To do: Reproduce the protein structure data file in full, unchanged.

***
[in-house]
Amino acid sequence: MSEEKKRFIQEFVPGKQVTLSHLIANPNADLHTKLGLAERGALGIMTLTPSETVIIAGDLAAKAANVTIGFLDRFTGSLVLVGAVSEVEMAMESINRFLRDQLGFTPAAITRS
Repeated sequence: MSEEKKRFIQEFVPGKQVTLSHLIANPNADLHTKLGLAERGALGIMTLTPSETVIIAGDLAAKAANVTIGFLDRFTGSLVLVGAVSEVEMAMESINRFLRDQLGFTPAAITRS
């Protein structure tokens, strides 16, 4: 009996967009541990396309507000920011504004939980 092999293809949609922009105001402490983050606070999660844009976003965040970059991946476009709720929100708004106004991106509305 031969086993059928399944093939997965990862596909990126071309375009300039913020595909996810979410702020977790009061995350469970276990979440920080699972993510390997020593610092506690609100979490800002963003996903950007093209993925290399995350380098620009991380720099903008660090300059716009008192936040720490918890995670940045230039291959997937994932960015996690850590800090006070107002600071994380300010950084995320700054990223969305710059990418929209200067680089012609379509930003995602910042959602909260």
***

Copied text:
[in-house]
Amino acid sequence: MSEEKKRFIQEFVPGKQVTLSHLIANPNADLHTKLGLAERGALGIMTLTPSETVIIAGDLAAKAANVTIGFLDRFTGSLVLVGAVSEVEMAMESINRFLRDQLGFTPAAITRS
Repeated sequence: MSEEKKRFIQEFVPGKQVTLSHLIANPNADLHTKLGLAERGALGIMTLTPSETVIIAGDLAAKAANVTIGFLDRFTGSLVLVGAVSEVEMAMESINRFLRDQLGFTPAAITRS
């Protein structure tokens, strides 16, 4: 009996967009541990396309507000920011504004939980 092999293809949609922009105001402490983050606070999660844009976003965040970059991946476009709720929100708004106004991106509305 031969086993059928399944093939997965990862596909990126071309375009300039913020595909996810979410702020977790009061995350469970276990979440920080699972993510390997020593610092506690609100979490800002963003996903950007093209993925290399995350380098620009991380720099903008660090300059716009008192936040720490918890995670940045230039291959997937994932960015996690850590800090006070107002600071994380300010950084995320700054990223969305710059990418929209200067680089012609379509930003995602910042959602909260």